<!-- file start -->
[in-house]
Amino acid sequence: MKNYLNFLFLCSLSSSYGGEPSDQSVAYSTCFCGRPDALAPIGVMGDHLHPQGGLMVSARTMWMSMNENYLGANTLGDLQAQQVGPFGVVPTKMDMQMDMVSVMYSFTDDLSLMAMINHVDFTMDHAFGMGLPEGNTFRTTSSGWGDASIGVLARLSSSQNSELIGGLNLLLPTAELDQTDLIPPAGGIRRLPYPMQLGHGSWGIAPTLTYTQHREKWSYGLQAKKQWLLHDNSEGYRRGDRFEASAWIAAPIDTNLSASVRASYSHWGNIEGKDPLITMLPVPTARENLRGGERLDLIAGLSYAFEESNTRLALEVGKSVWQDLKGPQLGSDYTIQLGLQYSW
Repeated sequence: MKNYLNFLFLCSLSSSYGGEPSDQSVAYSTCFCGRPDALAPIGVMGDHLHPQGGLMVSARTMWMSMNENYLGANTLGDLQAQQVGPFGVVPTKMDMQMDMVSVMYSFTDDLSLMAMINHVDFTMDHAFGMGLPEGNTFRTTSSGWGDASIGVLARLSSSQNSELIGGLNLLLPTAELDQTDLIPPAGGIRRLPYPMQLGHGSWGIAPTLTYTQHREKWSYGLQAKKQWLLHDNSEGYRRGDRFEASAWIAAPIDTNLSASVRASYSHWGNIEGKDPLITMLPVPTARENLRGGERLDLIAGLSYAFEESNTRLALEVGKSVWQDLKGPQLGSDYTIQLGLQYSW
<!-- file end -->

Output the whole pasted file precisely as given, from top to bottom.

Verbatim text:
[in-house]
Amino acid sequence: MKNYLNFLFLCSLSSSYGGEPSDQSVAYSTCFCGRPDALAPIGVMGDHLHPQGGLMVSARTMWMSMNENYLGANTLGDLQAQQVGPFGVVPTKMDMQMDMVSVMYSFTDDLSLMAMINHVDFTMDHAFGMGLPEGNTFRTTSSGWGDASIGVLARLSSSQNSELIGGLNLLLPTAELDQTDLIPPAGGIRRLPYPMQLGHGSWGIAPTLTYTQHREKWSYGLQAKKQWLLHDNSEGYRRGDRFEASAWIAAPIDTNLSASVRASYSHWGNIEGKDPLITMLPVPTARENLRGGERLDLIAGLSYAFEESNTRLALEVGKSVWQDLKGPQLGSDYTIQLGLQYSW
Repeated sequence: MKNYLNFLFLCSLSSSYGGEPSDQSVAYSTCFCGRPDALAPIGVMGDHLHPQGGLMVSARTMWMSMNENYLGANTLGDLQAQQVGPFGVVPTKMDMQMDMVSVMYSFTDDLSLMAMINHVDFTMDHAFGMGLPEGNTFRTTSSGWGDASIGVLARLSSSQNSELIGGLNLLLPTAELDQTDLIPPAGGIRRLPYPMQLGHGSWGIAPTLTYTQHREKWSYGLQAKKQWLLHDNSEGYRRGDRFEASAWIAAPIDTNLSASVRASYSHWGNIEGKDPLITMLPVPTARENLRGGERLDLIAGLSYAFEESNTRLALEVGKSVWQDLKGPQLGSDYTIQLGLQYSW